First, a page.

SQL Server 2000 Reporting Services reports can be opened with the SQL Server 2005 Report Designer. When the report is saved, it changes to the 2005 Reporting Services format and cannot be used with SQL Server 2000 Reporting Services any longer.

The bottom line is this: Open the report in the SQL Server 2005 Reporting Services Report Designer available in BI Development Studio only when you are ready to stay with SQL Server 2005 for good.

After you open a report, you are presented with the Report Designer (see Figure 17-4), consisting of three panes labeled Data, Layout, and Query. The Data tab is where you will define the query (or queries for a report) and preview the results.

Figure 17-4. Reporting Services query designer.

The SQL Server 2005 Report Designer supports a wider variety of data sources compared with the SQL 2000 version. Supported data sources include

  • SQL Server Relational Database

  • OLE DB

  • ODBC

  • Oracle

  • SQL Server Analysis Services (discussed later in this chapter)

  • Report Builder Models (discussed later in this chapter)

  • XML

  • SAP NetWeaver BI (included with Service Pack 1)

It is important to understand that Reporting Services completely separates the query from the report layout. Although each data source may have a different query designer, after the data is retrieved, it is treated the same.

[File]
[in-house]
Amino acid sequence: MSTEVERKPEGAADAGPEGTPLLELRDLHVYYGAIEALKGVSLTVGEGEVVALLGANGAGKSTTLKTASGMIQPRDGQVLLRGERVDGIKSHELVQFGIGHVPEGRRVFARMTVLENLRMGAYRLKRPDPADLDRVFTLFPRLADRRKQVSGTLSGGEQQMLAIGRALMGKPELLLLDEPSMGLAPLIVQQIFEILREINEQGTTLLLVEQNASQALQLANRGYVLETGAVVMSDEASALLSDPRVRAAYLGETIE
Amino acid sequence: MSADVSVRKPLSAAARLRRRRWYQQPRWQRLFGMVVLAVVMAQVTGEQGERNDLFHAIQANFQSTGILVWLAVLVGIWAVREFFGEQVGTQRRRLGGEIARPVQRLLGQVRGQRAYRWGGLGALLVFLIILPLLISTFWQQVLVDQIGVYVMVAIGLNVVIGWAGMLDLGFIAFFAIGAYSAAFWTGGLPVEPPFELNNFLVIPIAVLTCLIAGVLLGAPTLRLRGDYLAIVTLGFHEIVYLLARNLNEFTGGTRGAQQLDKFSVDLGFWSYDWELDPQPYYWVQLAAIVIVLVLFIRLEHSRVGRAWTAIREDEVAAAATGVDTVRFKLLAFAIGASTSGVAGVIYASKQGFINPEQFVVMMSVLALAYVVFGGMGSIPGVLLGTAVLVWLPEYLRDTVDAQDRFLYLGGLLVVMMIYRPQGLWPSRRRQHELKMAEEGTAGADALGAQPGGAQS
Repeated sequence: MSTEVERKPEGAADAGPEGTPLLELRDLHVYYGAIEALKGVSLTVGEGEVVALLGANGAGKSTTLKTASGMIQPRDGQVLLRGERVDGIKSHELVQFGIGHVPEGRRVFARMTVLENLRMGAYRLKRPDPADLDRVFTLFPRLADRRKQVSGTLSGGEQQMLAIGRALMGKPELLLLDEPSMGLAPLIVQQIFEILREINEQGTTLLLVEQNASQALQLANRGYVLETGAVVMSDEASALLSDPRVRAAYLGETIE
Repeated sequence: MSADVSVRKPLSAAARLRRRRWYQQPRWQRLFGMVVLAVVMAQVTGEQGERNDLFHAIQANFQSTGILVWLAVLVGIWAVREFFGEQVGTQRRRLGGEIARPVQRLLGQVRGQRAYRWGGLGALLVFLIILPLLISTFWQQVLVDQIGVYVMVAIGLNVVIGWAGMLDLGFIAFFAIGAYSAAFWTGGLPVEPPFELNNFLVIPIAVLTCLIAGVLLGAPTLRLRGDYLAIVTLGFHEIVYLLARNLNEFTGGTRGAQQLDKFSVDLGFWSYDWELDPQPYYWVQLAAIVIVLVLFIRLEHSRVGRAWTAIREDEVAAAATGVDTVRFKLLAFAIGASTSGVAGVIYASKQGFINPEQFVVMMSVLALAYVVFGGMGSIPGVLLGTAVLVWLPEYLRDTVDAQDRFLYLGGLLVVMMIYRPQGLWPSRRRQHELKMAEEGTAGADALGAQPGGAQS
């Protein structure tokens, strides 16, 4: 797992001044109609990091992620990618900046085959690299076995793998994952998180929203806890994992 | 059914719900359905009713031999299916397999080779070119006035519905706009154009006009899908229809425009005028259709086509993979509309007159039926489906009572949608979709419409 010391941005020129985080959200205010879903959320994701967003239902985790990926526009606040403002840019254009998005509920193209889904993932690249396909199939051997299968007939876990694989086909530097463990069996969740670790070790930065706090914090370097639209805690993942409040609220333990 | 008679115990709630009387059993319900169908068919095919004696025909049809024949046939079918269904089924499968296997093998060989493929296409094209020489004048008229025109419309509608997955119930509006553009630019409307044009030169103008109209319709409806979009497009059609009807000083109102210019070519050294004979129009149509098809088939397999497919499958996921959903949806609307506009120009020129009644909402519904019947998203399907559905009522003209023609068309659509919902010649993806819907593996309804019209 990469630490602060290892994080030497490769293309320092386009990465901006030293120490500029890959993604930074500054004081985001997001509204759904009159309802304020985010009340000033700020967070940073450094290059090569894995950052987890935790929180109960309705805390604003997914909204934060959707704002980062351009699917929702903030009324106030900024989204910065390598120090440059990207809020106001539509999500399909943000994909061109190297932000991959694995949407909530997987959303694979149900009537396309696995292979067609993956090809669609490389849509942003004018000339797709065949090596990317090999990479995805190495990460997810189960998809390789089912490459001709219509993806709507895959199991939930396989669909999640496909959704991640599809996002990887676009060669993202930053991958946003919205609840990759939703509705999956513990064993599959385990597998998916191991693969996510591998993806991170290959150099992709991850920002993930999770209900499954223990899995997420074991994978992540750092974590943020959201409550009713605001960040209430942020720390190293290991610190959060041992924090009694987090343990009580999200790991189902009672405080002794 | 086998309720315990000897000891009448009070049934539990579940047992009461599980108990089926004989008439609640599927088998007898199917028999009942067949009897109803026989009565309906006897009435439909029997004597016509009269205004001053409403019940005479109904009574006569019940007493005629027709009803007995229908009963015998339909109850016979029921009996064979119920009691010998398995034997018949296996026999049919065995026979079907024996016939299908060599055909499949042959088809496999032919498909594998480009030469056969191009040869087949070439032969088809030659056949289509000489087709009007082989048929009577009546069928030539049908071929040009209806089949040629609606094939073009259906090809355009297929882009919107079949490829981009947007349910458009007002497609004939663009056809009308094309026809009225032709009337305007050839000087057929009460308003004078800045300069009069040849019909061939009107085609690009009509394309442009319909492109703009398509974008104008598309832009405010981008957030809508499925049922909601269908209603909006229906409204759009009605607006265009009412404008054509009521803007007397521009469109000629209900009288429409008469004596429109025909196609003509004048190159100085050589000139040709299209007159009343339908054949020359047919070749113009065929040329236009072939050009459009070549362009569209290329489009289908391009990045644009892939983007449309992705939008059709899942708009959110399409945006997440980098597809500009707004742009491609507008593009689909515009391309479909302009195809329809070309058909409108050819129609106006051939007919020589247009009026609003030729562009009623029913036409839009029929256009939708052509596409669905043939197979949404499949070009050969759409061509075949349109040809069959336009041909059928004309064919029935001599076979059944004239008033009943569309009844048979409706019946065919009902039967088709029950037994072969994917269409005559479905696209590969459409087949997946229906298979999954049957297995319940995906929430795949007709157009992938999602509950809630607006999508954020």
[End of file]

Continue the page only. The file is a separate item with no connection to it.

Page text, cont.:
After you have defined your query, you are ready to arrange the data on the report surface. This is done in the Layout tab, as shown in Figure 17-5.

Figure 17-5. Reporting Services Layout tab.


If you are familiar with other report editing tools, you might wonder where the report header and page headers are. In a Reporting Services report, the report header is simply the section of the body that appears before any of the data regions. The page header and footers are available if you right-click on the Layout surface or select them in the report menu. In addition, the table and matrix data regions are capable of having elements repeat on each page. You can access this behavior through the Properties dialogs for each control.

As you start building reports, you will notice that most of the properties of the objects in your reports can be expressions (see Figure 17-6). Learning how to use expressions is critical to being able to get dynamic report behavior, such as conditional formatting or visibility. One of the nice features of the SQL Server 2005 Report Designer is a new version of the expression editor, available whenever an expression is available for a property.